|The British Navy warship HMS Argyll took part in exercises with the US Navy in the South China Sea in January 2019. (Photo: US Navy)|
On September 18, China submitted a note to the United Nations in response to the joint note verbale of three European powers which expressed their opposition to China’s expansive claims in the Bien Dong Sea (internationally called South China Sea).
China: Go against international laws
In their note, the three European countries stressed that "the universal and unified character of UNCLOS that sets out the legal framework within which all activities in the oceans and seas must be carried out".
Meanwhile, China argued, "UNCLOS does not cover everything about the maritime order". The country also stated that "Paragraph 8 of the preamble of UNCLOS emphasizes that “matters not regulated by this Convention continue to be governed by the rules and principles of general international law” - a statement that its Deputy Foreign Minister used at the international conference on "The South China Sea from the perspective of cooperation" held on Hainan Island on September 2, Vietnamnet cited.
In fact, UNCLOS is a maritime charter, covering general provisions for all maritime zones and areas of marine activity. UNCLOS and the conventions established on the basis of UNCLOS create a bundled solution, requiring consistency in interpretation and application and no specific exceptions.
The China's note affirms that China has territorial sovereignty and maritime rights established in a long history and has the consistency of successive governments, in accordance with international law including both the United Nations Charter and UNCLOS.
However, its 1980 White Paper states that Chinese fishermen were the earliest to discover, name, and manage the islands in the South China Sea. This goes against international law, which stipulates that only peaceful and continuous acts of occupation by the government bring in the title of sovereignty.
Historically, Chinese governments have recognized the southernmost point of Chinese territory as Hainan Island. It was not until 1909 that China had a new dispute over the Paracel Islands. The use of force at Hoang Sa (Paracel) in 1974 and Truong Sa (Spratly) in 1988 was not a measure to create a title of sovereignty confirmed by the UN Charter.
|China's artificial island on Bien Dong Sea (South China Sea) (Photo: Google Earth)|
France - UK - Germany's perspective
In its note, China emphasizes the mixed application of both Article 7, part II and Article 47, part IV, of UNCLOS on defining the baseline for the territorial sea in order to bring maximum benefit to this country.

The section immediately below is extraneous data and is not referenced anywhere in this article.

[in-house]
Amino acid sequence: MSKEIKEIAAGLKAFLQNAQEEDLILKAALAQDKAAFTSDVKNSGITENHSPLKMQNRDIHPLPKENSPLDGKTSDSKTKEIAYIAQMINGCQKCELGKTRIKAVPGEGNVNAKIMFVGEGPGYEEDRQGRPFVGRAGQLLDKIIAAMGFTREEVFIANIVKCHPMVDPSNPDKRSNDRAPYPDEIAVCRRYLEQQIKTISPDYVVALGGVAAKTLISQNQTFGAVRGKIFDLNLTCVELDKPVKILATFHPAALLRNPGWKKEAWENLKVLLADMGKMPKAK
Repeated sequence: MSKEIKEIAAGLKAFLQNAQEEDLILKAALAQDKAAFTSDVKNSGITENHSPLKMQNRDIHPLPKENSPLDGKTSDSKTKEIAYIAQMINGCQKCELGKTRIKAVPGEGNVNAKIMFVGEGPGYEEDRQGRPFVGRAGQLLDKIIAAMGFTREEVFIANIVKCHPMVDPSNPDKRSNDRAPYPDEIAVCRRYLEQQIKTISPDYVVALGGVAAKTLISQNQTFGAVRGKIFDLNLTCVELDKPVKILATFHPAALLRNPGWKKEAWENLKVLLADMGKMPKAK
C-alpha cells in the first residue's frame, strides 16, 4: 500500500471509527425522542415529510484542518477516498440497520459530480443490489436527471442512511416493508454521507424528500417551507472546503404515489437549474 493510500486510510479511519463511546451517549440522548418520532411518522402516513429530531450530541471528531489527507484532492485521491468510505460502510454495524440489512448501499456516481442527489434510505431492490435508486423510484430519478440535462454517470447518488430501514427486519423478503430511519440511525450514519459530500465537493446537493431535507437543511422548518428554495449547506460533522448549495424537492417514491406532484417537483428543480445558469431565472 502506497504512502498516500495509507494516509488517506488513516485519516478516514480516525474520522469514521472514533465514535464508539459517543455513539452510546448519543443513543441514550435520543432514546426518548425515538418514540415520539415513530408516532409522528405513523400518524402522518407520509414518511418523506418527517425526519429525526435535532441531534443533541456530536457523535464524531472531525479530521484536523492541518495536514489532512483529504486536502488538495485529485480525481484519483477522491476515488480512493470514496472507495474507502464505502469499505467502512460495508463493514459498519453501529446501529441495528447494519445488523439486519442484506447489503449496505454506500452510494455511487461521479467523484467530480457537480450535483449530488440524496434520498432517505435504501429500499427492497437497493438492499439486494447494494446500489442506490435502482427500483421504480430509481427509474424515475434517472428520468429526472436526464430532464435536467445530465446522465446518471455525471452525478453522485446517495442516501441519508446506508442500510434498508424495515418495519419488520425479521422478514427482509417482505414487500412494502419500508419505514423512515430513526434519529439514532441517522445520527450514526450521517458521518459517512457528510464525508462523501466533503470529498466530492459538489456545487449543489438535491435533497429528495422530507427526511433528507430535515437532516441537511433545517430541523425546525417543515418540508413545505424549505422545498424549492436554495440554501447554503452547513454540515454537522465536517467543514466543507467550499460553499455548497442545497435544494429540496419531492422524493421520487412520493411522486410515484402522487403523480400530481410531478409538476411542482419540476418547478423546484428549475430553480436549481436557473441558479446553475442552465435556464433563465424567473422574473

France, UK and Germany has the opposite view. The three countries indicated that these two provisions above had conditions of application that were clearly defined in UNCLOS and couldnot be used overlapping.
China's argument is based on the 2018 study by the China International Law Association to refute the Bien Dong Sea ruling. This study cited 19 offshore archipelagos that applied a straight baseline. Of these, France, UK and Australia are all mentioned (France with the Kerguelen Islands; Guadeloupe and New Caledonia; Australia with Houtman Abrolhos Islands and Furneaux Group; UK with the Turks, Caicos Islands and the disputed Falkland Islands).
However, these mentioned countries that oppose China to apply the straight baseline of the archipelago to the Hoang Sa (Paracel) Islands and plan to apply further to the Nanhai archipelago. These countries' notes are evidence that there is no international practice in applying archipelagic straight baselines to the offshore islands of the coastal state as proposed by China.
|An F/A-18E Super Hornet lands on the flight deck of the USS Ronald Reagan as the USS Nimitz sails alongside in the Bien Dong Sea (South China Sea) on July 6. (Photo: AP)|
The legal war has not yet come to an end
According to Vietnam's Ambassdor Nguyen Hong Thao, the "War of Notes" started with Malaysia in December 2019 and attracts the involvement of 10 nations with 23 notes and official letters (China - 8, Philippines - 2, Malaysia - 3, Vietnam - 3; Indonesia - 2, US - 1, Australia - 1, France - UK - Germany - 3).
Brunei and a number of other countries also issued statements demonstrating their stance. Most countries support the conclusions of the International Court of Justice's 2016 ruling that rejects the Chinas' claim of historic rights, and does not allow floating entities in the Truong Sa (Spratlys) to have a sea area larger than 12 nautical miles, does not to apply archipelagic baselines for the Truong Sa (Spratlys) as a unified unit.
More and more countries take a common stance, which may produce an erga omnes effect (applicable to all). China is still looking for new arguments to refute the Court's conclusions as well as to have a new interpretation of the provisions of UNCLOS. The legal battle in the Bien Dong Sea is not yet over, the Ambassador stated.
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